At the same time, clinicians need to recognize the extraordinary positive power of the media. Antiviolence attitudes, empathy, cooperation, tolerance toward individuals of other races and ethnicities, respect for older people—the media can be powerfully prosocial. Media can also be used constructively in the classroom in ways that are better than traditional textbooks. For instance, middle school students are often assigned to read Romeo and Juliet as their first exposure to Shakespeare. Might it not be more effective, given that Shakespeare wrote his plays to be observed and not to be read, to watch one of the at least 10 different versions available on DVD? Reading Civil War history using a textbook pales in comparison to watching a TV documentary bring history to life. What could be a more entertaining way to teach high school physics than using episodes of Mythbusters? In addition, no drug or sex education program is complete without a media component.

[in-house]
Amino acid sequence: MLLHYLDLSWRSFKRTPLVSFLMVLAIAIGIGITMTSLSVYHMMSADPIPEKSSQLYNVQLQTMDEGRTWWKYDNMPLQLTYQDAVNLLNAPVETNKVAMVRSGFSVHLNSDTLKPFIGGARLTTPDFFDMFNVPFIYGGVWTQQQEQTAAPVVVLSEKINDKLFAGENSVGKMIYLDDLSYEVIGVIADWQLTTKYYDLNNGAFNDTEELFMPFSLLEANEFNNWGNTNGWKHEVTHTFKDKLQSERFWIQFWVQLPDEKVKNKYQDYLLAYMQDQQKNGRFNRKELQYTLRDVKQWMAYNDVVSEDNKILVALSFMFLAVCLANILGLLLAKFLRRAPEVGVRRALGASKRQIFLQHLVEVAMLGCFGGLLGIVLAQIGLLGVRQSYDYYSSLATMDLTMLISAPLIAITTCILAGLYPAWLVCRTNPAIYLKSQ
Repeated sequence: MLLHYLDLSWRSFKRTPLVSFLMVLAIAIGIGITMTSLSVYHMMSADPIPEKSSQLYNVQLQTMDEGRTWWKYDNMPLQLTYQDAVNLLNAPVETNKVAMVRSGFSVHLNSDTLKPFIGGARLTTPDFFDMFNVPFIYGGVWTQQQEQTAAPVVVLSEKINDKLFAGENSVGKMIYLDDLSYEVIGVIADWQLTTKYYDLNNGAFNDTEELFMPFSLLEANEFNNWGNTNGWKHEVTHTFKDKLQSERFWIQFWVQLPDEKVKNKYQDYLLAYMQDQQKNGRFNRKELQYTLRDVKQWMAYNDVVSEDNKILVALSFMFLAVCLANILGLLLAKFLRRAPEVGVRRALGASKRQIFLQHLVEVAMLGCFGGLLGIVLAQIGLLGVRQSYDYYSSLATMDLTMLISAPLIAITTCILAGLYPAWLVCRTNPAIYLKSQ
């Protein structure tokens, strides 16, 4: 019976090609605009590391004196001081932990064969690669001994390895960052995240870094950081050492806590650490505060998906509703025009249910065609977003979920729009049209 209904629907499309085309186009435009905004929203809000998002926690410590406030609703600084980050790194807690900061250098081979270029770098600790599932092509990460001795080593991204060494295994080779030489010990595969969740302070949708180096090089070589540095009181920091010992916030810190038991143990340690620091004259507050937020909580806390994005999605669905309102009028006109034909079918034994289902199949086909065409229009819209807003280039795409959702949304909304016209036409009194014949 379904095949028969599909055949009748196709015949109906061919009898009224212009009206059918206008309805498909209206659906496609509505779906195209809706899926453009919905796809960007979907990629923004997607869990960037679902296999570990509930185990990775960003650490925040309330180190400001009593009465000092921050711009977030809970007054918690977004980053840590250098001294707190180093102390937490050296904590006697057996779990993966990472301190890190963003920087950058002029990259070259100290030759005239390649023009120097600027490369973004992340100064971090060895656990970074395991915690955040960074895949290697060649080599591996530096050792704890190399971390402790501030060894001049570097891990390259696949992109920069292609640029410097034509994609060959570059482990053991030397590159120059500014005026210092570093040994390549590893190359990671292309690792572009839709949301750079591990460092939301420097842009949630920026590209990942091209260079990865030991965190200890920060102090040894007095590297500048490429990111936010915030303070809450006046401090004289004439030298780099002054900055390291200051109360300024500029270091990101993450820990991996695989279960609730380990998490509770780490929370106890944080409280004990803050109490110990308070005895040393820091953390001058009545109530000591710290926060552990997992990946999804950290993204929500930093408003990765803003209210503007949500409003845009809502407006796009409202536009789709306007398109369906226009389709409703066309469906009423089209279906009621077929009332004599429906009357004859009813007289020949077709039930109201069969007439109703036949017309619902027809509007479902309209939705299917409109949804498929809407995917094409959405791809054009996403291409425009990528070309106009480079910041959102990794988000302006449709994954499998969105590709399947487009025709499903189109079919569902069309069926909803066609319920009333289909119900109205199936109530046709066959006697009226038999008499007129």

I agree 100% with his idea. While sometimes videos can be a cop-out for lazy teachers, they can also be used as powerful teaching tools. I remember watching movies in class, and then dissecting them to compare history with fiction. My professors also used videos as ways to open up new cultures - we'd have themed days where we would watch a foreign film (or film concerning that culture), cook ethnic food and really try to get a flavor for who the people are. That's much more powerful to me than just reading a chapter in a textbook. On the social side, consider kids' views of homosexuality before and after Will&Grace, Ellen, Queer Eye for the Straight Guy.